Wednesday, August 24, 2011

Shake Rock Rattle and Roll

I did not feel it. No matter what you have heard on the news, I am stating that it is categorically impossible for even the most sensitive person to have felt the Virginia earthquake in Chicago. Ohio, possibly. Chicago, no. Ground waves would have dissipated by the time it got to our area.

My company has a large presence on the East coast. From Florida up through Connecticut, we have offices with a wide variety of instrumentation spread out east of the Appalachian Mountains. I contacted our Maryland office inquiring if they had picked anything up. This morning, I was rewarded with 83 separate reports. We have remote units that call out if triggered in both Philadelphia and New York City. Every single one of those triggered, amounting to some 50 separate units calling out to say, "Oh wow! I got something! Let me show you!"

In my time here, I have experienced, although that's not the right word since I didn't wake up for any of them, three separate earthquakes. All have been minor, less than 3.5 on the Richter Scale. Some of our equipment triggered. Most did not mainly because the quakes happened between midnight and 6 a.m. when the equipment is 'sleeping'. So, to have a quake happen during the day when equipment would already be working is a joy.

Below is the waveform result which I thought was the coolest. The sensor is buried in the ground outside of a building which is in proximity to a limestone quarry.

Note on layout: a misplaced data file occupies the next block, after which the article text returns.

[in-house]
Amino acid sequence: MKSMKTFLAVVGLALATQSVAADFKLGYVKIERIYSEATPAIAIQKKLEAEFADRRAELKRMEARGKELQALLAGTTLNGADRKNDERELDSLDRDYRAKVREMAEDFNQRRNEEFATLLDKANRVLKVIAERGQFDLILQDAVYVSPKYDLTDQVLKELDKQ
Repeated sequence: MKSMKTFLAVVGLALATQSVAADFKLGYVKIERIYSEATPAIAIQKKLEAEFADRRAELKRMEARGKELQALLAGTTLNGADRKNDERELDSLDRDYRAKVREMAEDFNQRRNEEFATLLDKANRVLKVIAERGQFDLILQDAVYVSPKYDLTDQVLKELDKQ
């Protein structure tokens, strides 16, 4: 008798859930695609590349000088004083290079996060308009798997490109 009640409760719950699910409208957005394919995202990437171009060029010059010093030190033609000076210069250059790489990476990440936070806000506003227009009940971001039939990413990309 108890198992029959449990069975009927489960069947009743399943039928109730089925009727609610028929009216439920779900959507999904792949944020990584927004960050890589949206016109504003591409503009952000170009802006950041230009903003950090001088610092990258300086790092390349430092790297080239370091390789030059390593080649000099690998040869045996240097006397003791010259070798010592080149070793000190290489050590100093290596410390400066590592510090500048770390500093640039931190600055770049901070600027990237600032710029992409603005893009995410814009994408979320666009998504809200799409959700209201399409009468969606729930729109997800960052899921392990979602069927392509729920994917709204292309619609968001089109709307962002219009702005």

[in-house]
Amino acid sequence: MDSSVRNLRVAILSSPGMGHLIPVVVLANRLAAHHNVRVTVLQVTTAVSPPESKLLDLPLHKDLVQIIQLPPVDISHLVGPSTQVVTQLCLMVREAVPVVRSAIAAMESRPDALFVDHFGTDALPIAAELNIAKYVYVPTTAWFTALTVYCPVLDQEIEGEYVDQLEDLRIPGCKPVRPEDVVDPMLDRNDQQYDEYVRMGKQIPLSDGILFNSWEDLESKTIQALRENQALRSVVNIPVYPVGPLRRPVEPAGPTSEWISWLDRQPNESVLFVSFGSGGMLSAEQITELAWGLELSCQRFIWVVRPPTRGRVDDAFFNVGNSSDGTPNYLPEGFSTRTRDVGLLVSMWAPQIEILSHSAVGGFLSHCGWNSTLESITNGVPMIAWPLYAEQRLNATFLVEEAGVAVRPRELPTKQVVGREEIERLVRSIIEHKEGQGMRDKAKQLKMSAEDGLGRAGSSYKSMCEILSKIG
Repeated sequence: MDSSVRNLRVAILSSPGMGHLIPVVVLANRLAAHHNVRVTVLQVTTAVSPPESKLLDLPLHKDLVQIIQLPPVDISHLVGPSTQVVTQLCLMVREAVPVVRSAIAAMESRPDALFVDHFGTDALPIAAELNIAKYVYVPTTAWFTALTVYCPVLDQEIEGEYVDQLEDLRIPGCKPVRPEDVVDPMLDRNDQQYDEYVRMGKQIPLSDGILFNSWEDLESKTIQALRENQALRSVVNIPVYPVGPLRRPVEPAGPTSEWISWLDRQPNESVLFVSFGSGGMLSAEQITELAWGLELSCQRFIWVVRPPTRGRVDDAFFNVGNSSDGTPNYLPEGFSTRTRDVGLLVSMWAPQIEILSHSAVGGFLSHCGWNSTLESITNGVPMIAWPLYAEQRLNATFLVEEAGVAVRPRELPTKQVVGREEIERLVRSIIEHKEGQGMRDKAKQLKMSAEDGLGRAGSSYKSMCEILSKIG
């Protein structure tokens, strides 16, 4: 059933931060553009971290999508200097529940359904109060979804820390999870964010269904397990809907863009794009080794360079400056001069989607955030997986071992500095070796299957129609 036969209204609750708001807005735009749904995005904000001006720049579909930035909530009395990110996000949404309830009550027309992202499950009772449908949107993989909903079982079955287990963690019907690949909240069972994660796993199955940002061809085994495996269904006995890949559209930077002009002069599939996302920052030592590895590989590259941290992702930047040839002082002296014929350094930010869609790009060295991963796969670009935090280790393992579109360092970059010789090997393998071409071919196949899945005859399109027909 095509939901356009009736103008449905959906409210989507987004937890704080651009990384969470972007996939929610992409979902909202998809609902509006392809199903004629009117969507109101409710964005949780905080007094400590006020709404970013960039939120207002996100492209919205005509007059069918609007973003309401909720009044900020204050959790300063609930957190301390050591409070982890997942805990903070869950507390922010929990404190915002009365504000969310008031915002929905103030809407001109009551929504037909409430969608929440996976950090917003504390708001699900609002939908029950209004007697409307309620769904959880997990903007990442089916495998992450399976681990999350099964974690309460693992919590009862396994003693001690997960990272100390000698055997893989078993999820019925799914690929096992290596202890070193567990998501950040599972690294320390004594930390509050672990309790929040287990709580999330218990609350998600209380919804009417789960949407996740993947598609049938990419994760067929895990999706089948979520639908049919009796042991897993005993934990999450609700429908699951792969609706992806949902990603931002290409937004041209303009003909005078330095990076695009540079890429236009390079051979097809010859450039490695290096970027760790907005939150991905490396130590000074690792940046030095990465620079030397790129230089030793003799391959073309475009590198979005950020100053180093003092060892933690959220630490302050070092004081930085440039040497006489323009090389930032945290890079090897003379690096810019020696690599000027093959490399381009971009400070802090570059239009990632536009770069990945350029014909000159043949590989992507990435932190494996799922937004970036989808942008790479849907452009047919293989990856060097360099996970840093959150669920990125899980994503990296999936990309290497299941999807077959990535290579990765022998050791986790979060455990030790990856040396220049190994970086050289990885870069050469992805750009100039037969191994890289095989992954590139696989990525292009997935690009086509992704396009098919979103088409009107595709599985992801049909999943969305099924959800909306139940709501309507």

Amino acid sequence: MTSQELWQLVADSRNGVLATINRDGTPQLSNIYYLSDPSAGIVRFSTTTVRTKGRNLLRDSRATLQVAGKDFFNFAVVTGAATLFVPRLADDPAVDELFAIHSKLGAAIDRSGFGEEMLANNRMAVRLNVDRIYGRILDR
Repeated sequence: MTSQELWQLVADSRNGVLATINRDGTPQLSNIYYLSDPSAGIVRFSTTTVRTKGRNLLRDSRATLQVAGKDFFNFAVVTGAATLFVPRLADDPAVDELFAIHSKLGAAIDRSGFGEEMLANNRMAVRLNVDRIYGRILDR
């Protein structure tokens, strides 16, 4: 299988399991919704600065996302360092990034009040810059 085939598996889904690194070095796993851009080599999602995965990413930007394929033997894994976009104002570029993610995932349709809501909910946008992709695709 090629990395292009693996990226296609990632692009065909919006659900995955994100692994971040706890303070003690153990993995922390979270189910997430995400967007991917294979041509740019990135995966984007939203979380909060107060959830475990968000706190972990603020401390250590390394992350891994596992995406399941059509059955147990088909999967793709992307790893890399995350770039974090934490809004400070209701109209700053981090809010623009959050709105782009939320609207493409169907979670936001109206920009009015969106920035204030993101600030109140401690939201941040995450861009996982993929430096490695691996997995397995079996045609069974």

You can see how it starts and how the vibration continues long after the machine's recording time ends. Quarry blasts are of short duration. Although this record is set for 8 seconds, we know the earth shook for over a minute. You can see the rolling of the earth here, what's called 'racking and shearing', as one side goes up and the other side goes down. The top channel being the biggest means, totally by accident, this sensor was pointed towards the area that moved. Those are the ground waves passing it by.

My son-in-law's second day of work was yesterday at the North Anna nuclear facility. His postings about how the plant efficiently shut down as the quake started were very reassuring. "Some stuff fell off the wall and a couple hoses detached, but that's it." Of course, later, there's more that they find, but it was still not of the magnitude it could have been.

Carole was at her job in Penneys. "Some shoes fell off displays, that's all mom." She said half her brain said, "OMG EARTHQUAKE!" while the other side said, "Hey, this is cool." She also said she can cross off her to do list, "Feel an earthquake".

One friend was grocery shopping and watched stuff fall off shelves. A guild mate was in an office in Boston and was ordered to evacuate. Another guild member was awakened from a nap. The best quote was from one of David's friends who wondered why the earthquake couldn't wait until the hurricane hit. "That could be followed by the locusts and the frogs."

This is a reminder that we live on a very dynamic planet. I was a bit worried about Carole and David when I read about the earthquake but I felt it wasn't of significant magnitude that they couldn't get home. When she called later, I was greatly reassured. Now, I can put all my worry energy into the torrential rains bound to come with Hurricane Irene.

Beverage:  Dr. Pepper


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